Internal Apple documents from last April shown in court today paint the picture that the company was scrambling to identify and determine ways to compete with devices running Android, as well as keep sales of the iPhone from petering out amid growing competition.
Pages from a 2014 planning document last April, shown during a cross-examination of Apple’s marketing chief Phil Schiller, noted that smartphone growth rates were declining, something that could impact iPhone sales. Worse yet, the document said, was growing consumer interest for less expensive, larger-screened smartphones, with a headline on the page reading “consumers want what we don’t have.”
Apple is doing just fine in the US. In large parts of Europe and the rest of the world – not so much. I don’t mean to say they are in trouble or will die – so let’s get that strawman out of the way straight-up – but Apple’s leadership (unlike some others) is smart enough to know that what matters is not last year, this year, or even next year – what matters is five years from now. Once people get accustomed to relatively cheap, non-iOS devices with large screens, they won’t be going back to a phone with a tiny (by comparison) display that costs twice as much.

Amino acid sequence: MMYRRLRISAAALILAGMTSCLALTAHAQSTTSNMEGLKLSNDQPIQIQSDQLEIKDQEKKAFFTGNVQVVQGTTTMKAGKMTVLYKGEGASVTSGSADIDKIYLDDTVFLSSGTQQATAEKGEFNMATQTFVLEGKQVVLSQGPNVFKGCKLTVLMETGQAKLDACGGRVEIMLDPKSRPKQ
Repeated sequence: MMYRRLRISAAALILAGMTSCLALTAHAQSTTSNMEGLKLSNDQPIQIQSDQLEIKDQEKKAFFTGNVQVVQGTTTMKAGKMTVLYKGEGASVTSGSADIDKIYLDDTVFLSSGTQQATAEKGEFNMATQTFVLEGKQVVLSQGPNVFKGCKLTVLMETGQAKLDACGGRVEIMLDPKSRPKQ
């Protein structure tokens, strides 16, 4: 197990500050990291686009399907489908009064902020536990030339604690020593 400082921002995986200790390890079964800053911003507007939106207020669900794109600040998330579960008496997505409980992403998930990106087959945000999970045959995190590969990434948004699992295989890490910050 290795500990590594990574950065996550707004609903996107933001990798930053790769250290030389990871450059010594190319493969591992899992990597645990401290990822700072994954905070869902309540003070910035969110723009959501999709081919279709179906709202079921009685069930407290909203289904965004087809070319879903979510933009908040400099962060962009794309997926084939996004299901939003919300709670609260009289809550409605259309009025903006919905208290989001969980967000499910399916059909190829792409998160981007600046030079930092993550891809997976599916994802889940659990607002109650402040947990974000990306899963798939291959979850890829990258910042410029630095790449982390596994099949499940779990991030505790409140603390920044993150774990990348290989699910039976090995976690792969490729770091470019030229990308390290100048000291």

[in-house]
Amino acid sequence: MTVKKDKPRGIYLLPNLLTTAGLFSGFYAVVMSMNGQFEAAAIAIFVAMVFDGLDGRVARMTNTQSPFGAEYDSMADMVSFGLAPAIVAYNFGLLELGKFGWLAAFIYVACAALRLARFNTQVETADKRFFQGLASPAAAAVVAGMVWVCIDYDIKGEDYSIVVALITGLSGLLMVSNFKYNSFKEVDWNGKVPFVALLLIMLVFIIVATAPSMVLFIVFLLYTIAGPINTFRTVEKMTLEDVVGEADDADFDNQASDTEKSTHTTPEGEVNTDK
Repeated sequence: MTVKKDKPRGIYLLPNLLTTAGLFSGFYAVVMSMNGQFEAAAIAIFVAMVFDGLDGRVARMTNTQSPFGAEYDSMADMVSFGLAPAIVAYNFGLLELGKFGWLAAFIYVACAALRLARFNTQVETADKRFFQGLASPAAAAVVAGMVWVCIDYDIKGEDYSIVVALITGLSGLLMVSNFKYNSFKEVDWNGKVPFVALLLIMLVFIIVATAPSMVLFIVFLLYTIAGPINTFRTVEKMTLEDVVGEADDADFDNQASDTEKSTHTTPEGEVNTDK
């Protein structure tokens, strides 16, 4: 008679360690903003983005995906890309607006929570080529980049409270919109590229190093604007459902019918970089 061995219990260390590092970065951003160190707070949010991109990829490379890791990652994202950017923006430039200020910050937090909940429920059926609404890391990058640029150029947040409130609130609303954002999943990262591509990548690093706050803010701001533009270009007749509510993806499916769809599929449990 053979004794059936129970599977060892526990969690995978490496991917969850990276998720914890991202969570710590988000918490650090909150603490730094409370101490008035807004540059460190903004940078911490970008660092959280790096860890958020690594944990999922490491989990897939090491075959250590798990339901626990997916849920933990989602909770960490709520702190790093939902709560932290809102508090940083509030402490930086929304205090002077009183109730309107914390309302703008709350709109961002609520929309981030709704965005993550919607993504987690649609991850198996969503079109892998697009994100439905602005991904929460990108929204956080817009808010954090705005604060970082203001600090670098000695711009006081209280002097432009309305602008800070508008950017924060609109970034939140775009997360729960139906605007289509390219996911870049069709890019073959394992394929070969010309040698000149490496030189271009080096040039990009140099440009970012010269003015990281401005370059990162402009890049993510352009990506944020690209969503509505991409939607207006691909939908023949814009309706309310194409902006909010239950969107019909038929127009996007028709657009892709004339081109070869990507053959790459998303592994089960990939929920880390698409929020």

So yes, those larger-screen iPhones are coming.
Some declining growth can be expected due to market saturation. Even all the kids in middle school have iPhones now so an 8% year over year growth rate from where things are today is still a win.
With that said, current Android phones don’t have a lot of room left for improvement aside from maybe camera and battery life. As things start to level off in terms of being “good enough” we could definitely see a rise of people opting not to spend $650 on flagship phones.
As it stands now, at least in the US, monthly bills for a phone are almost $100/month and it includes with it an almost $20/month payment towards a 2 year $400 phone subsidy so people don’t mind paying an additional $200 or $250 for the best phone.
Without the subsidy cheaper phones like the $400 Moto X would be a lot more popular but as you pointed out, that shift might not matter much for another 5 years.